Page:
Marschner: Der Vampyr / Kaufmann, Froschauer
KAUFMANN; HAWLATA; KLEPPER; DEWALD; WDR RUNDFUNKORCHESTER KÖLN; FROSCHAUER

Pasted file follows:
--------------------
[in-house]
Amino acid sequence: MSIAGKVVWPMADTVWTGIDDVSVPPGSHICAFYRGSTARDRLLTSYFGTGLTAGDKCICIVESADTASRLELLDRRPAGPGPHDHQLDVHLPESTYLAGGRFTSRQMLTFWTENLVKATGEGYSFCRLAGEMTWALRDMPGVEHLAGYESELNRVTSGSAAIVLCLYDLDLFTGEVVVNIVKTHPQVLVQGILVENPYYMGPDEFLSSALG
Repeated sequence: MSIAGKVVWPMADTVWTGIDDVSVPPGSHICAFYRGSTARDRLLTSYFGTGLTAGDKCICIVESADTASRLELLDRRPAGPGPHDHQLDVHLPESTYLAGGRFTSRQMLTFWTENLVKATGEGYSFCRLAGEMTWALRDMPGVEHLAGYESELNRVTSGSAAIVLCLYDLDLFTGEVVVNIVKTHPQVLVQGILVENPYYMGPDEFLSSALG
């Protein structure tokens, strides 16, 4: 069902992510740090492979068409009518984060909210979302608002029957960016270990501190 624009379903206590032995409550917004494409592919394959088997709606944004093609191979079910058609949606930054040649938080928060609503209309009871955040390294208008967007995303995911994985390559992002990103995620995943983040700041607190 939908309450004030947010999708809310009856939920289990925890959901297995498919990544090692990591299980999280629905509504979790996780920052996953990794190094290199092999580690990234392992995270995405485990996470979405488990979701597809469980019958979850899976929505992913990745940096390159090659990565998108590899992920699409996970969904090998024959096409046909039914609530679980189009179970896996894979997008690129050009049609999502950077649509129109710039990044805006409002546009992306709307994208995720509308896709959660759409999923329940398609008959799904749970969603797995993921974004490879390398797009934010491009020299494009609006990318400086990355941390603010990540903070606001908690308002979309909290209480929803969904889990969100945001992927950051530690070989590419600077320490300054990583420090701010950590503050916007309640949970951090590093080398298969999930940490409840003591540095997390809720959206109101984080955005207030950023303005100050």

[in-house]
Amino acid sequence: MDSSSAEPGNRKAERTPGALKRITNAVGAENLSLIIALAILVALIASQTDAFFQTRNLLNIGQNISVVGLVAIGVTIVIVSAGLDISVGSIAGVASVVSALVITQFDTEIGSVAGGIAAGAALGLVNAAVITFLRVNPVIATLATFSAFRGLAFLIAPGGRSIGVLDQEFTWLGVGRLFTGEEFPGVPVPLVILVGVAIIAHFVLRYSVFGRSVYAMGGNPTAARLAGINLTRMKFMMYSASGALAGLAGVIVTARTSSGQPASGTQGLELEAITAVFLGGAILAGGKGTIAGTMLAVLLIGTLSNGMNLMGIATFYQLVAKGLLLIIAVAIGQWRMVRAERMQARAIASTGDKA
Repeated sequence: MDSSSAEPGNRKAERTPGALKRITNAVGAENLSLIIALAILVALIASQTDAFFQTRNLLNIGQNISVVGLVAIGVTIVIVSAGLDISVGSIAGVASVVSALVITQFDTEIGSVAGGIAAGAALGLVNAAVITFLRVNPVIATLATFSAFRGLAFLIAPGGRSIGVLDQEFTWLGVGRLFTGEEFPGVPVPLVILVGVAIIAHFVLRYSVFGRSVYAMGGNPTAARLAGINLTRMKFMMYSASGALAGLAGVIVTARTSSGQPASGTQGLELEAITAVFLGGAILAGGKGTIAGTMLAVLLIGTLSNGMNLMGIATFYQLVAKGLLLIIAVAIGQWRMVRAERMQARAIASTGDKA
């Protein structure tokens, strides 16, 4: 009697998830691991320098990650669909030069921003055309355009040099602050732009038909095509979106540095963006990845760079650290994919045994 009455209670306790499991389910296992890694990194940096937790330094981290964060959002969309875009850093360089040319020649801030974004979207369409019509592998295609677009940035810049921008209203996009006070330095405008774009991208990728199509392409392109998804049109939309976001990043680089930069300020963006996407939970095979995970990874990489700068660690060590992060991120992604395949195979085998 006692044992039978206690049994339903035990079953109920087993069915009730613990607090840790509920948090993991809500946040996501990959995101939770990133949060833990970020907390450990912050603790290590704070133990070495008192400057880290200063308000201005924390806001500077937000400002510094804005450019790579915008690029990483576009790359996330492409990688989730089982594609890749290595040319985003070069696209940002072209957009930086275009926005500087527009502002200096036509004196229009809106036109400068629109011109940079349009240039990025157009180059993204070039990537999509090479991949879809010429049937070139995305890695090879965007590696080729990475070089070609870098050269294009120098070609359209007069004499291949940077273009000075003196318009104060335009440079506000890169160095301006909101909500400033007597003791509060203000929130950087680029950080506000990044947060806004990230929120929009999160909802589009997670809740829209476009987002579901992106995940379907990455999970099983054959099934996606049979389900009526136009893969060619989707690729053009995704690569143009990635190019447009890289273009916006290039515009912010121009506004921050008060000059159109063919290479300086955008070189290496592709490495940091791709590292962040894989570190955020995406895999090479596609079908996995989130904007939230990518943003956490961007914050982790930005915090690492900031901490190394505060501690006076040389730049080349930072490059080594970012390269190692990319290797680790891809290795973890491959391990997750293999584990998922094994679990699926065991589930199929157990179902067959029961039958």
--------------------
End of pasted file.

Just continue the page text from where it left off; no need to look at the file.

Something demonic and ghostly fills the air: we find ourselves in the age of Dark Romanticism, which cast its shadow on the opera. The fateful drama is of Scottish origin, whose essence consists of inherited curses, dark, guilty entanglements and bloody props, in order to wake fatalistic shivers. Among the audience at the premiere performance of the 'Vampire' in 1828 at the Sachsisches Hoftheater in Leipzig was 15-year-old Richard Wagner. Marschner's opera crosses the path of the theatre novice many times. In 1833 the fledgling repetiteur Wagner in Wurzburg got involved in: 'However, soon the Marschner score interested me sufficiently to make it worth while to have my bitter work published. I contributed a new allegro movement to Aubry's tenor aria in Marschner's 'Vampire', which I also wrote the text to. My resulting work was demonic and effective, registering the acclaim of the audience and encouraging recognition from my brother'. Wagner could still get worked up about the 'loathsomeness of the thematic'; even Hans Pfitzner had to placatingly defend and emphasise the 'gruesomeness' of the text, the 'shivering' was the 'best part of Marschner's music'. Edgar Istel also captured his theatrical impression in creepy gothic words: 'Whoever saw how the once-bitten vampire returns to life rises up by moonlight to the sounds of Marschner's ghostly music, they will never forget this impression.'